The tears of refugees

It’s funny how things hit home when when they happen on your own door step. The scenes of millions of Ukrainian refugees escaping into neighbouring countries in Europe has bought home the reality of war and need for safe passage. The chaos and suffering from the stories we’re hearing and seeing daily on our screens and radios is very powerful, upsetting and immediate.

When it’s a far off country, unrelated to us in proximity or culture or race or religion, then it’s out there. It’s ‘other’. But when it’s close to home, then it’s real and visceral. It’s ‘here’. There are of course hypocrisies and contradictions in all this which aren’t good enough and we must continue to seek to change.

At different times in our history we have welcomed refugees into Battersea and Wandsworth. I was reminded on Thursday how the Battersea (and now Wandsworth) Coat of Arms include tears, which represent the tears of the the Huguenot refugees that fled to Wandsworth in the 1700s. Tears of sadness and suffering mixed with tears of joy in finding safety and a new home. Many of their descendants still live locally.

At KLS we’ve worked with refugees for decades, offering refuge and a new home. We strongly believe that we should help those in crisis and hardship. We’ve seen how refugees quickly become involved in and part of our community. They are invaluable and give as much as they receive. Enriching our community, enriching Battersea.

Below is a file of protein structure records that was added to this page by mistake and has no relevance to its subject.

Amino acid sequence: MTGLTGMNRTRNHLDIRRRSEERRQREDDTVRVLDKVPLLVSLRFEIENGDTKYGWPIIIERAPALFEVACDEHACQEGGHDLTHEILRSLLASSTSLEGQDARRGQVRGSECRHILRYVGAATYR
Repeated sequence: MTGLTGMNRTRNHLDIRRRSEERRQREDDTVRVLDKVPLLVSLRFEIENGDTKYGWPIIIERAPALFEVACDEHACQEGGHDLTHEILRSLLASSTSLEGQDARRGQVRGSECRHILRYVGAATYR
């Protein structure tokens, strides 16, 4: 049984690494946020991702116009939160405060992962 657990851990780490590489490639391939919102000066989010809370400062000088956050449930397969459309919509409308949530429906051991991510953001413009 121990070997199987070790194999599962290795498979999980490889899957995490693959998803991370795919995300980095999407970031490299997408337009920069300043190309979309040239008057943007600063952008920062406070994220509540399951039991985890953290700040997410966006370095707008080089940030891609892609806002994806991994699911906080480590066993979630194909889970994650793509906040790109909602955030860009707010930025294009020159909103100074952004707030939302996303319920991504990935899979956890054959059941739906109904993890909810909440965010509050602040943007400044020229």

It’s phenomenal to see that others think the same as us. The Disasters Emergency Committee has raised over £100m in just a few days. Local charities and community groups have been inundated with goods, clothes and food that are being transported over to Ukraine and its neighbouring countries. I’ve had phone calls with local businesses, charities and residents about what they can be doing to help over the last week. The Ukraine Institute of London has a helpful page about where support can be directed.

Take Action

The UK government really needs to step up and be more proactive to support this refugee crisis. It beggars belief, as reported over the weekend, that only 50 Ukrainian refugees have been welcomed to these shores. The government needs to set up a dedicated process for Ukrainian refugees – currently, there is no safe and legal route for them to seek asylum in Britain unless they have British relatives or are sponsored by a community organisation. We urge the government to provide safe passage and set out a process by which Ukraine refugees can be welcomed to the UK.

You can join us and others calling on the Government to increase its support for Ukraine. Write to your local MP and ask for their support of Ukraine and safe passage for their citizens fleeing the conflict. You can find your local MP here.


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